Following Ofcom's major report into the future of public service broadcasting, David Strachan questions how the effect will be felt in the regions.

Living in Aberdeen, where I can get to work in 10 minutes, I'm constantly in awe of London colleagues' stories about the hours they spend commuting. And I'm amazed at the sheer nerve of London hotels charging nothing under £100 for the grottiest of rooms and a complete absence of service.

In Manchester last week for the Salford TV from the Nations and Regions conference I had a central but quiet studio apartment, bedroom, living room, kitchen and bathroom, for £75. A few minutes walk to St Peter's Square for a 10-minute tram ride took me to Salford Quays and the Lowry Centre for a 9am start.

Last year I ducked out of a session to grab 10 minutes with a potential commissioning editor, because Salford never allows enough time for networking. It's all talk talk, and there's always at least one session completely divorced from the real world. This year's included the suggestion that regional public service, including news and arts, could be delivered by channels funded by the equivalent of local newspaper small ads. Mmm. I can hardly wait, as a viewer or producer, to experience that.

Timing was unfortunate. The conference was the day before Ofcom's PSB2 was published, and one of the keynote addresses was deputy CEO Philip Graf, who resisted Steve Hewlett's skilled probing with characteristic humour. There were hints of what was to come in the discussions about ITV regional news. Ofcom seems to think this is a priority, and that the cost of providing regional ITV news should be offloaded from ITV licensees while the publicly funded service should still be provided for their channel.

Personally I don't quite understand the obsession with regional news as a public service priority. I know viewers like to see their own local people and places on screen, but is a news agenda, quick hit, no depth, no resources given to analysis, really public service? Or is it just entertainment? Here in Scotland the fourth estate, guardians of democratic accountability, completely missed my city council's sailing blindly towards bankruptcy, and more importantly, missed our two big banks taking the entire nation to the edge. The signs were all there. Five years ago one economic writer offered, through us, a prediction of exactly what has since happened. But that would have had to fit in to a regional non news budget, not news. And according to Ofcom, viewers don't want regional non news as much as news.

But hang on, said Tom Harvey from the floor. What question did Ofcom ask? He had conducted a poll in the same area as Ofcom, but instead of asking about ‘regional non news programming' he had asked about programmes by name. His research delivered a much more positive result. So - beware accepting so-called evidence based policy until you interrogate the evidence.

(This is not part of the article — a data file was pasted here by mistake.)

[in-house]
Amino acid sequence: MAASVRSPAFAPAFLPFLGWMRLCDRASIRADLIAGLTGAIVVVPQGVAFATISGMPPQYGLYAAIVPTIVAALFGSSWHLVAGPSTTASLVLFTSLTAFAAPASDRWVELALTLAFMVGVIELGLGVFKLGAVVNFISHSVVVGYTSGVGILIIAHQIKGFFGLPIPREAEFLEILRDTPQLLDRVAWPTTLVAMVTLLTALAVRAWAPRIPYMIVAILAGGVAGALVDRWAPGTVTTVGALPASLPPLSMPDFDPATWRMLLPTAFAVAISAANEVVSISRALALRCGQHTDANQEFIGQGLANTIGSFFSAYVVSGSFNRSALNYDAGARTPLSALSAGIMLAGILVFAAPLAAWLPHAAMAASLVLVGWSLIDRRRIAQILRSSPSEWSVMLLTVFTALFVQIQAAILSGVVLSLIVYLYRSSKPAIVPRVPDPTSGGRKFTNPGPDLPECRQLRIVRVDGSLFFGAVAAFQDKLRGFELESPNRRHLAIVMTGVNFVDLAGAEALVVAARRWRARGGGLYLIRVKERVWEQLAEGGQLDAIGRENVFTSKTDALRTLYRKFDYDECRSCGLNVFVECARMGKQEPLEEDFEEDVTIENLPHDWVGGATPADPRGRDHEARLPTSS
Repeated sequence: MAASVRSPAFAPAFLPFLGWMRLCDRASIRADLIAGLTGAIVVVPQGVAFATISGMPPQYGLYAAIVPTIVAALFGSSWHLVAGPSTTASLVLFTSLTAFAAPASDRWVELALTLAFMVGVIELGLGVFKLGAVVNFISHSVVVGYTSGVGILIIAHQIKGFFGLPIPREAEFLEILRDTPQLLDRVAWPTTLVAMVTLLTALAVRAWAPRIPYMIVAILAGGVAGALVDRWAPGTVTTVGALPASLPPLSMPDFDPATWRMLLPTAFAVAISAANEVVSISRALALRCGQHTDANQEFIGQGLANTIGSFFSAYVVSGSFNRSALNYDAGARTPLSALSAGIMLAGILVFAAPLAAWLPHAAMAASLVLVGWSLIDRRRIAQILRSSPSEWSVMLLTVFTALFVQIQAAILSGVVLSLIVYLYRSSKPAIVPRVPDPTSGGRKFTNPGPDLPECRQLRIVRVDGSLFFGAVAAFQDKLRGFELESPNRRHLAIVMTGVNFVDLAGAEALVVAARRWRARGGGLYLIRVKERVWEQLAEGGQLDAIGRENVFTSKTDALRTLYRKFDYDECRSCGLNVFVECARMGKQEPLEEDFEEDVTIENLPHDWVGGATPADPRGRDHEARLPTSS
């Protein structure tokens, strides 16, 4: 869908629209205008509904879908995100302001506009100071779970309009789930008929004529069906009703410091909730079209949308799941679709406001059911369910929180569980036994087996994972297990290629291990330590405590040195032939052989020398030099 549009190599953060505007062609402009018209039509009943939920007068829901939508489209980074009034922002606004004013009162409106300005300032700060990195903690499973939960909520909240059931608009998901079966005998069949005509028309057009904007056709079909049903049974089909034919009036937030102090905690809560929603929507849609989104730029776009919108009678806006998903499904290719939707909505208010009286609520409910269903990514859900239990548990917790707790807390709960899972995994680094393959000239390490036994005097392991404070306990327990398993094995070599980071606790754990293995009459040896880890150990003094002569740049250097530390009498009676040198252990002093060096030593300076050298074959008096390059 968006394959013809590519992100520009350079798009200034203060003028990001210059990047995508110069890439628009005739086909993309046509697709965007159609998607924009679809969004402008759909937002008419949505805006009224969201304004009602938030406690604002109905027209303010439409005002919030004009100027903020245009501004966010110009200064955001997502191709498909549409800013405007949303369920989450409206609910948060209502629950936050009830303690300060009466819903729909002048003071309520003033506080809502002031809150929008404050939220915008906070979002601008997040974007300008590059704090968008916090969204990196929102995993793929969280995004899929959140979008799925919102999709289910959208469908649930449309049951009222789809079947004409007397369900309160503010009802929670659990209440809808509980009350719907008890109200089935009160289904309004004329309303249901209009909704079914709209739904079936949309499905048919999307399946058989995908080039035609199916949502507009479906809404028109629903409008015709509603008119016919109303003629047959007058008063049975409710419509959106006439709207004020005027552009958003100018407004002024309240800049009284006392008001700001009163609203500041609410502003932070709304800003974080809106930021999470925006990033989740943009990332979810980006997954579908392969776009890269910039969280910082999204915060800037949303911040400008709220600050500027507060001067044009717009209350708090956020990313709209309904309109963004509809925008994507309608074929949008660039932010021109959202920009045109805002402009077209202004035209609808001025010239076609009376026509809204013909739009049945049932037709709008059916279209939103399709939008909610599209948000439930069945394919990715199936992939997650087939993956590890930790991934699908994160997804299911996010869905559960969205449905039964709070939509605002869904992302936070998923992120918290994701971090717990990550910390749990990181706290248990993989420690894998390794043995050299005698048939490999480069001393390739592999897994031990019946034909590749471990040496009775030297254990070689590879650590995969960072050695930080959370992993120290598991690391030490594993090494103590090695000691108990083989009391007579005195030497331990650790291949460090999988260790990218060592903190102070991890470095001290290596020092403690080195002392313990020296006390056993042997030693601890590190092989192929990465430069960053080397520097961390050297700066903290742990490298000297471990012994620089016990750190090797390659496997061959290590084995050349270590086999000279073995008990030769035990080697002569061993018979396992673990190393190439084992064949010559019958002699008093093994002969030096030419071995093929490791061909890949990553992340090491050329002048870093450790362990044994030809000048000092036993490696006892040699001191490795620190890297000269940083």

Two highlights.

The first was a session on representing the whole of the UK, which Stuart Maconie prefaced with some excellent clips which showed the ignorance and insensitivity of some representation of ‘Out of London'. He included that clip from David Dimbleby's Picture of Britain, in which Yorkshire was represented by a brass band trekking to the top of a hill to perform On Ilkley Moor. Surely one of the most patronising sequences in the history of television.

The second was Kevin Lygo's keynote in which he announced that there would be slots in all Channel 4's strands reserved for nations productions. Ten years ago broadcasters occasionally remembered the need to represent Wales, Scotland and Northern Ireland as well as England. Since Nations and Regions formal targets were introduced, commissioners learned they could tick that box in Amersham and Oxford. The result has been decline in production in the most remote from London parts of the UK, hence political pressure from the small nations.

Decline in production means decline in relationships between producers and commissioners, which feeds further decline in production. By setting focussed targets in specific strands, and adding the catalyst of a £1m series pilot development fund to take producers to the next longer term sustainable stage, Channel 4 has a clear strategy to implement Nations growth. The target they have set, 3% from the Nations, is lamentably small by comparison with the BBC's 12% by 2012 and 17% by 2016 (itself an absurdly far off date by which to deliver) but at least there is a clear, immediate and easily measurable strategy.

New relationships in the context of a changed climate will bring progress. That commissioner meeting I had at Salford last year has now evolved into regular dialogue with my development colleagues, and he has this week pitched two proposals to a controller and had them warmly received.

It was at the first Salford Conference that Colin Cameron dared stick his head above the BBC parapet and use the phrase ‘forcing mechanisms'. Sixteen years on, it looks as though the argument has been won and the mechanisms are in place to deliver.

So - thank you Salford.

David Strachan is joint managing director of Tern TV based in Scotland and Northern Ireland and is Scotland Director on Pact's Board.